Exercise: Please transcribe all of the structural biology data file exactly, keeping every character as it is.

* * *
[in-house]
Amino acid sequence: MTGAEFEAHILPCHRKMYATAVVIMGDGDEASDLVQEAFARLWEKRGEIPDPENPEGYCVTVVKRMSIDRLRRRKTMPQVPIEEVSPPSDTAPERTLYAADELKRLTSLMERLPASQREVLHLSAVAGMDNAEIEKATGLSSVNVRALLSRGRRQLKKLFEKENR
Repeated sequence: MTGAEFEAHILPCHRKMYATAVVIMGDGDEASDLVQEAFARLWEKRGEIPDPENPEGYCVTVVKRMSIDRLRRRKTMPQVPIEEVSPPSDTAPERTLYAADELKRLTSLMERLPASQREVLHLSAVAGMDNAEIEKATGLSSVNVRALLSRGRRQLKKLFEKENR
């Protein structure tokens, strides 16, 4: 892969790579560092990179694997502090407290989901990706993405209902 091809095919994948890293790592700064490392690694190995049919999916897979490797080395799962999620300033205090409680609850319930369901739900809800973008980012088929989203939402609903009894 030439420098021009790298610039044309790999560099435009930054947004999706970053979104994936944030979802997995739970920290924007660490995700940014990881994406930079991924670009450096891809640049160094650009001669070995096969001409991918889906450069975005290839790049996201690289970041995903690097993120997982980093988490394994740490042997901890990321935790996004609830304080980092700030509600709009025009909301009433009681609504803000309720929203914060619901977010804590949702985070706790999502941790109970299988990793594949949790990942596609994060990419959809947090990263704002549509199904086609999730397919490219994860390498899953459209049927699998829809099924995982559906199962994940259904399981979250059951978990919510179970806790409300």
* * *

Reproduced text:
[in-house]
Amino acid sequence: MTGAEFEAHILPCHRKMYATAVVIMGDGDEASDLVQEAFARLWEKRGEIPDPENPEGYCVTVVKRMSIDRLRRRKTMPQVPIEEVSPPSDTAPERTLYAADELKRLTSLMERLPASQREVLHLSAVAGMDNAEIEKATGLSSVNVRALLSRGRRQLKKLFEKENR
Repeated sequence: MTGAEFEAHILPCHRKMYATAVVIMGDGDEASDLVQEAFARLWEKRGEIPDPENPEGYCVTVVKRMSIDRLRRRKTMPQVPIEEVSPPSDTAPERTLYAADELKRLTSLMERLPASQREVLHLSAVAGMDNAEIEKATGLSSVNVRALLSRGRRQLKKLFEKENR
């Protein structure tokens, strides 16, 4: 892969790579560092990179694997502090407290989901990706993405209902 091809095919994948890293790592700064490392690694190995049919999916897979490797080395799962999620300033205090409680609850319930369901739900809800973008980012088929989203939402609903009894 030439420098021009790298610039044309790999560099435009930054947004999706970053979104994936944030979802997995739970920290924007660490995700940014990881994406930079991924670009450096891809640049160094650009001669070995096969001409991918889906450069975005290839790049996201690289970041995903690097993120997982980093988490394994740490042997901890990321935790996004609830304080980092700030509600709009025009909301009433009681609504803000309720929203914060619901977010804590949702985070706790999502941790109970299988990793594949949790990942596609994060990419959809947090990263704002549509199904086609999730397919490219994860390498899953459209049927699998829809099924995982559906199962994940259904399981979250059951978990919510179970806790409300």